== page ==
One statement stood out to me in Louis Freeh‘s forthright press statement about what happened at Penn State. It is an eery echo of the victim of BishopVangheluwe, who (when the Cardinal was urging him to keep quiet for a year) asked Cardinal Danneels “Why do you have so much compassion for him [Vangheluwe] and not for me?” Freeh said:
“Although concern to treat the child abuser humanely was expressly stated, no such sentiments were ever expressed by them for Sandusky’s victims.” (Louis Freeh)
Recommendations: focus on the Penn State structure, not the the culture
The full report (over 200 pages) describes, in detail, the structure of authority, reporting, training and regulation at Penn State, and considers the culture of the campus. It concludes with 120 specific recommendations for change. Just a few deal with strengthening the background checks — the can only uncover those likely offenders who have already been caught before. Freeh and his committee are wise to focus their recommendations in two other directions: steps to strengthen a culture of responsibility (legal and ethical) about reporting and responding to any type of abuse when it does happen, and steps to assure that the reports are handled properly.
The recommendations, in essence, create a structure that takes the place of the empathy that Freeh found missing. The Clery Act provisions, which had not been fully implemented at Penn State in the 20 years since it was passed, require a wide range of student affairs, residential life, student club advisers, coaches and counselors to report potential incidents of abuse. Freeh suggests that they be provided training in their orientation, and that the training be repeated to keep the information fresh and to the forefront.
Why structure instead of culture?
It’s tempting to think that Freeh’s recommendations describe a detailed structure simply because it’s specific and verifiable by the recommended outside reviewer, and that’s true. Consciously or not, though, Freeh recognizes the reality of organizational culture. As Franz de Waal’s recent research with primates (if you haven’t read The Age of Empathy: Nature’s Lessons for a Kinder Society I encourage you to pick it up!), primates seem to be hard wired for empathic responses, but not equally with everyone. Our innate human tendencies are to have ready and deep empathy for those with whom we have affiliation: our families, our work groups, our friends. We have care and concern, even some empathy, for strangers — but it is attenuated.
In de Waal’s studies, many primates who showed a lot of willingness to help another of their kind with a task when they could see each other would not lift a finger when they couldn’t see the other one directly – just through a peep hole – even though the other would call out. The empathic urge was diminished by the invisibility of the one who needed help. In cases of abuse, the victims are usually strangers to the supervisors and administrators; they may even be anonymous. If de Waal’s research carries over to humans, this would attenuate the natural, hard-wired empathy for them. The care to treat Coach Sandusky “humanely” while not thinking of the victims is predictable.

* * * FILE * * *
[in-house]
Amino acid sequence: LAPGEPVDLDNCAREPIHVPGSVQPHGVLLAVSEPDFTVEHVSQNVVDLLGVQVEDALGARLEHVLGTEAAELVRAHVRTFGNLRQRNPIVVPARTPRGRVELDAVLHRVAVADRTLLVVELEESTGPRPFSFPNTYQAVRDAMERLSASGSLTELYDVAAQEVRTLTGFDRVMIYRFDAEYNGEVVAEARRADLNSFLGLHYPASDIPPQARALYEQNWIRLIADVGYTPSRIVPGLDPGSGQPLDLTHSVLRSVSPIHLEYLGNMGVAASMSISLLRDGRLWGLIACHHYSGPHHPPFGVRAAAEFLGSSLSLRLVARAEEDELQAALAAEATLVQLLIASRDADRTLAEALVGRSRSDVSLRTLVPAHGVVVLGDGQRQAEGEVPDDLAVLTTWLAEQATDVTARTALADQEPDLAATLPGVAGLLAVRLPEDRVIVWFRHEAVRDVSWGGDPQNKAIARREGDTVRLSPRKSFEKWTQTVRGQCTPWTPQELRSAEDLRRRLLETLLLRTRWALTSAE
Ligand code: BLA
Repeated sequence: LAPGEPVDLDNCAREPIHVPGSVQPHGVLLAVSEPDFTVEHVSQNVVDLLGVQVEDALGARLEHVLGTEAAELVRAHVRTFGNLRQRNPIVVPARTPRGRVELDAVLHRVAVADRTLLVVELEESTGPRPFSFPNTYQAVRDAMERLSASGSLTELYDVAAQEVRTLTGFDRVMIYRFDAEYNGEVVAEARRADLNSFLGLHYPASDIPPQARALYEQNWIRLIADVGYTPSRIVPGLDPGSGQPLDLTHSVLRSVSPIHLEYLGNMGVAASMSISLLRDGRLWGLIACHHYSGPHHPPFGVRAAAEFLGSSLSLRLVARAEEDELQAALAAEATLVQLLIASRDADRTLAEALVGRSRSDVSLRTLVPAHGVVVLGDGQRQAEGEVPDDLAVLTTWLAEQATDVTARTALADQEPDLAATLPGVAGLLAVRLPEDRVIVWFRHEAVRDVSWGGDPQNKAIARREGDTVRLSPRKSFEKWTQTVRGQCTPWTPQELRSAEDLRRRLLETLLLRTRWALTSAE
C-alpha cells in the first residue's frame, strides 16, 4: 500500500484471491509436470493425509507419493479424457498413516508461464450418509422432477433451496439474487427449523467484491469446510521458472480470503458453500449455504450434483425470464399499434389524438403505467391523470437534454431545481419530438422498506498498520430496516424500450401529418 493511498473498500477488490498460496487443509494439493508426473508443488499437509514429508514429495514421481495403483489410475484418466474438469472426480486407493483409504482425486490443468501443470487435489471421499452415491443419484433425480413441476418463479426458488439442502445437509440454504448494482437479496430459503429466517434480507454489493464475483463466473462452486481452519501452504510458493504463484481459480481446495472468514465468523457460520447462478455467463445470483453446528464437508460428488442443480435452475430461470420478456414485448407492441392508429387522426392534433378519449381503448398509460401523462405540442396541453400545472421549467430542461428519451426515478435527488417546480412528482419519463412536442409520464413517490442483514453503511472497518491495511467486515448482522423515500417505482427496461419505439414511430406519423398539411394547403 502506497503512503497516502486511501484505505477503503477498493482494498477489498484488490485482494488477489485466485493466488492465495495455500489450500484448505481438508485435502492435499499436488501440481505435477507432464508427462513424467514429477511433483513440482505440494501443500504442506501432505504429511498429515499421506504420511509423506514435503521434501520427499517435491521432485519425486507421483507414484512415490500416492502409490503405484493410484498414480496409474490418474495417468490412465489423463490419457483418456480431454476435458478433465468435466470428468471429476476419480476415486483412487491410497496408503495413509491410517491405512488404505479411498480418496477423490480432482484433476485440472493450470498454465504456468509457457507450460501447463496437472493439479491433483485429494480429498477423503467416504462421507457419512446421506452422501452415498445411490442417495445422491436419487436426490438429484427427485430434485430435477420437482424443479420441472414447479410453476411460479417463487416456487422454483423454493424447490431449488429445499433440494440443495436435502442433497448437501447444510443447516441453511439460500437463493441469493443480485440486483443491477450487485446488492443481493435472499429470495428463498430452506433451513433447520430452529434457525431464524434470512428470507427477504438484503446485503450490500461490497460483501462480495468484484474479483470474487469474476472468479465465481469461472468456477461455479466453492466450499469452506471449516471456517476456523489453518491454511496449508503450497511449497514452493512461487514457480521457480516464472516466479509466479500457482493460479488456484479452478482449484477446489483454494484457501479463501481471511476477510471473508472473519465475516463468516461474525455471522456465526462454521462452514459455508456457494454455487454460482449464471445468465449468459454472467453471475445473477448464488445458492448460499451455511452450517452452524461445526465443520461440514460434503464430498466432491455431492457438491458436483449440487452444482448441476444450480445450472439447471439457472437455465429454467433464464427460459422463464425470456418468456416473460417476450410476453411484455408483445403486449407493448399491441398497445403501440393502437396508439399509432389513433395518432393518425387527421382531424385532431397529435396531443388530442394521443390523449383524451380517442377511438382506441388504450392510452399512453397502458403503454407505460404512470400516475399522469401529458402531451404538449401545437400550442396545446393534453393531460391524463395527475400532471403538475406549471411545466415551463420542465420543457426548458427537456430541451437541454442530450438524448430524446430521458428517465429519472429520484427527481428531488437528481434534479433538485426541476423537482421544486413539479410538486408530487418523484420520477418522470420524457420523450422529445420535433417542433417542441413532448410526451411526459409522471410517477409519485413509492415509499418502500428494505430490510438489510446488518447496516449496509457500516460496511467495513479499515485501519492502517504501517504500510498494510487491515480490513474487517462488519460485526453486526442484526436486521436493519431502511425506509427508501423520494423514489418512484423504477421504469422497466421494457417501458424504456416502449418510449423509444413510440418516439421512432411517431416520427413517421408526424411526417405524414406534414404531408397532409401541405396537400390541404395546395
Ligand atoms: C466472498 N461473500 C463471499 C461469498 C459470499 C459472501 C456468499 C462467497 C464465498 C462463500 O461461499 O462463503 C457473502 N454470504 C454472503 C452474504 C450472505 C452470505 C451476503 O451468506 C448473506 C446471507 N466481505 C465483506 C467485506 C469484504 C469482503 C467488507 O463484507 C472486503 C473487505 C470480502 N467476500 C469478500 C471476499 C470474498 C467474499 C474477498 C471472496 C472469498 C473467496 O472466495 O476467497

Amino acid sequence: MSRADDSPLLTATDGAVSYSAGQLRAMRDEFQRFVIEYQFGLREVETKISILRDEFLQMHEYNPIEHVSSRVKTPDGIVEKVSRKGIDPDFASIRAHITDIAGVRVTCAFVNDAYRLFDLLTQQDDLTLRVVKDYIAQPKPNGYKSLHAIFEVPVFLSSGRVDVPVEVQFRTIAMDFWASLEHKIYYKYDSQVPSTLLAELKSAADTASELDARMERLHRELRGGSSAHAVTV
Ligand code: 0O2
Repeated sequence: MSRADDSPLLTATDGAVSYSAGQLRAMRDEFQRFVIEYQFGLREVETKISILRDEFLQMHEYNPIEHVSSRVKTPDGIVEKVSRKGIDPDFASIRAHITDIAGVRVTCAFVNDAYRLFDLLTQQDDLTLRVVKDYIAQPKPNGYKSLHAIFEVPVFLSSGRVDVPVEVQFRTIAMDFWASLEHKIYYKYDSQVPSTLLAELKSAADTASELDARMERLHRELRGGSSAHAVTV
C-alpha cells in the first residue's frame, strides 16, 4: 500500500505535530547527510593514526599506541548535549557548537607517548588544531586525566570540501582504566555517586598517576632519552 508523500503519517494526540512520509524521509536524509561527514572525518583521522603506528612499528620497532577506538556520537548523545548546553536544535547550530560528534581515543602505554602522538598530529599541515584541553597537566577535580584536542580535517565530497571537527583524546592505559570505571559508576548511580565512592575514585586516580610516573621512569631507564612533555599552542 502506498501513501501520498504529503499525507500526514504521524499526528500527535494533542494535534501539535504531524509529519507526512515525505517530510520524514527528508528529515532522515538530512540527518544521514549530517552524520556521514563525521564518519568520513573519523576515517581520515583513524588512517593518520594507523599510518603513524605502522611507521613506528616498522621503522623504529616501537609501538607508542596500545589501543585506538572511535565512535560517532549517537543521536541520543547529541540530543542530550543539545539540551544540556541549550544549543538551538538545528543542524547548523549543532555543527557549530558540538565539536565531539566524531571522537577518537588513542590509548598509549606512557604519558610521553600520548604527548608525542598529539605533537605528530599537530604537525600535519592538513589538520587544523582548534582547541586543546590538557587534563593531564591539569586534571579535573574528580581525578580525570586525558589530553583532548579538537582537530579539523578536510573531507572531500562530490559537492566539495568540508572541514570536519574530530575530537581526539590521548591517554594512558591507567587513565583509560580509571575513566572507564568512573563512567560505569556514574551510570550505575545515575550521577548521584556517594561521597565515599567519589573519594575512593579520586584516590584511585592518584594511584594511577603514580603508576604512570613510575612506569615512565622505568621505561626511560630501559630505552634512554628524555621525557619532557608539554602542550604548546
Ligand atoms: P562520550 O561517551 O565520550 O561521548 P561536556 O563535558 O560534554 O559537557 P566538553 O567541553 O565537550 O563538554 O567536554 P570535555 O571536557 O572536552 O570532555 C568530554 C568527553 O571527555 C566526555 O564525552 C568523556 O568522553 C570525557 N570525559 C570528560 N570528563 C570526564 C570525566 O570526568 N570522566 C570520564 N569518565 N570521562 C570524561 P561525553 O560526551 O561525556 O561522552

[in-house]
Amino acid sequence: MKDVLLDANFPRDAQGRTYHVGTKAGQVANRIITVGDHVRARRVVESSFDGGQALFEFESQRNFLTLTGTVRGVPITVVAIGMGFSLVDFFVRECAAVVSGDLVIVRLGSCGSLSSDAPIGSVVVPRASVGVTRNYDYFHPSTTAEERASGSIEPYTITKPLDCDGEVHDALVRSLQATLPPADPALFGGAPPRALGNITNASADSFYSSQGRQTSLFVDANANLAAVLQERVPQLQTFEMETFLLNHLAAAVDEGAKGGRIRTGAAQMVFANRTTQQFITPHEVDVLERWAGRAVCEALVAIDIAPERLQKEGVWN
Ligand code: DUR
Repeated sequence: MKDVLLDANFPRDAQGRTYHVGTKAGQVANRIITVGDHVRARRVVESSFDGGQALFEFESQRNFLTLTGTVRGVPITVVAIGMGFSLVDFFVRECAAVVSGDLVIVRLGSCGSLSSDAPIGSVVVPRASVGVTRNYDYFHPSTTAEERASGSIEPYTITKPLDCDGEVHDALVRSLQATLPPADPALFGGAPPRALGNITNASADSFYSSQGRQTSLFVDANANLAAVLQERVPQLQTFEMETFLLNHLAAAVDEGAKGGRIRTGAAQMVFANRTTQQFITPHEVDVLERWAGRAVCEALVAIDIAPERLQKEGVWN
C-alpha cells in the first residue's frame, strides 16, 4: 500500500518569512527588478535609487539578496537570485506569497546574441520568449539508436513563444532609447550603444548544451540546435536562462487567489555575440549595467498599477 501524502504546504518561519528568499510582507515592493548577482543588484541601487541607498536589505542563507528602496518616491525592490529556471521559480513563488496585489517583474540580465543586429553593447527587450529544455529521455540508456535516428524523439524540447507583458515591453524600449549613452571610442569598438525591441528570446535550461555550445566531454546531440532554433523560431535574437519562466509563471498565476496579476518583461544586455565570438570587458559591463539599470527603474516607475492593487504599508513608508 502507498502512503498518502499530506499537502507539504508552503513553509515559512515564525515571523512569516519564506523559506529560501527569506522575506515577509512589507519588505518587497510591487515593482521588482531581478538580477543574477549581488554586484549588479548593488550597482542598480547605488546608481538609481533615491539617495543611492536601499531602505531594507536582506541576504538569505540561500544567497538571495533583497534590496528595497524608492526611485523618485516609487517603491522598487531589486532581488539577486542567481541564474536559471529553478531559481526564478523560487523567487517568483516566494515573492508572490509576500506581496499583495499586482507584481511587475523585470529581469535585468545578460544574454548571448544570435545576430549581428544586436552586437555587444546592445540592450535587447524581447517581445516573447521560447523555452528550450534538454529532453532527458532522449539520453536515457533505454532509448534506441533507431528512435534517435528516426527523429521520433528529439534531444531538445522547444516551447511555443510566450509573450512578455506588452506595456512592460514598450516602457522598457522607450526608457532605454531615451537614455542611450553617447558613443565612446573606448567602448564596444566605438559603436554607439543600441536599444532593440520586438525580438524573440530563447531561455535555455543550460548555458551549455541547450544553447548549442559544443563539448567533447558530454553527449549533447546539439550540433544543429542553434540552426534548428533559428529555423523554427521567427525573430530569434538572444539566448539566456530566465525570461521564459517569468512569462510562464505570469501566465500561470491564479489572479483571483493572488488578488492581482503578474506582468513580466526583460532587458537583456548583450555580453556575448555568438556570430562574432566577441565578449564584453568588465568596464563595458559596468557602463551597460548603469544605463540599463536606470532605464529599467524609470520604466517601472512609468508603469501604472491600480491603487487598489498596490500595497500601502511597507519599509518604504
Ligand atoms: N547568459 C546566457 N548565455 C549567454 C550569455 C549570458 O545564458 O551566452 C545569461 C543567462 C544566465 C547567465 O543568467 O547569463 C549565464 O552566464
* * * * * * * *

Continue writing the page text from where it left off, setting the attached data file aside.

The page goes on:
Yes, but we’re human; we have ethics and morals
Humans have the power to sort out facts, to apply principles and shape their actions. We are not the same as animals – but our souls are embodied, not free floating spirits. We repeatedly experience taking actions for reasons we don’t fully understand, having feelings or reactions that aren’t completely logical, doing things we have sworn not to do – we may be regretting them even as we are doing them and yet can’t stop. Most people are good most of the time: but that is not enough.
The structures that Freeh’s report recommends — training, checks on training, refresher training, reports on the training, reports on the problems — are like guard rails on the highway or banks on the curves: they tilt the surface of our life just a bit so that the action we have agreed is right is easier to do and more clearly in focus. The possibility of doing nothing, of ignoring the problem, of actively covering it up becomes an action, something that a person has to choose to do.
Changing what can be changed
The Freeh report, in my view, takes the right approach. Louis Freeh discusses Penn State’s culture, which places the Athletics Department on an island, free from the encumbrances of the rest of the bureaucracy. But he doesn’t suggest that trying to shift the campus culture – with all the unintended consequences that would result. The structural changes, if implemented, will ripple through the culture, and it will change in ways that preserve its strengths but reduce the risk of harm.
The news this week includes the report that more than half of the Bishops’ conferences around the world (excluding Africa) responded on time to the May deadline to submit child-abuse protection policies. I am glad for the progress. I wish the Church had a Louis Freeh to help create structures that could counteract the natural – but wrongly prioritized – empathy that so often delays or derails an effective response to victims’ complaints.
“The release of our report today marks the beginning of a process for Penn State, and not the end. It is critical that Old Main, the Board and the Penn State community never forget these failures and commit themselves to strengthening an open, compliant and victim sensitive environment – where everyone has the duty to “blow the whistle” on anyone who breaks this trust, no matter how powerful or prominent they may appear to be.” (Louis Freeh)
- Louis Freeh’s next task: Investigating the Saints (profootballtalk.nbcsports.com)
- Analysis: FBI Director Louis Freeh, state’s results differ greatly. Why? (pennlive.com)
- Journalist, Professor Comments On Freeh Report Release (pittsburgh.cbslocal.com)
- Report: Penn St. disregarded children’s welfare (espn.go.com)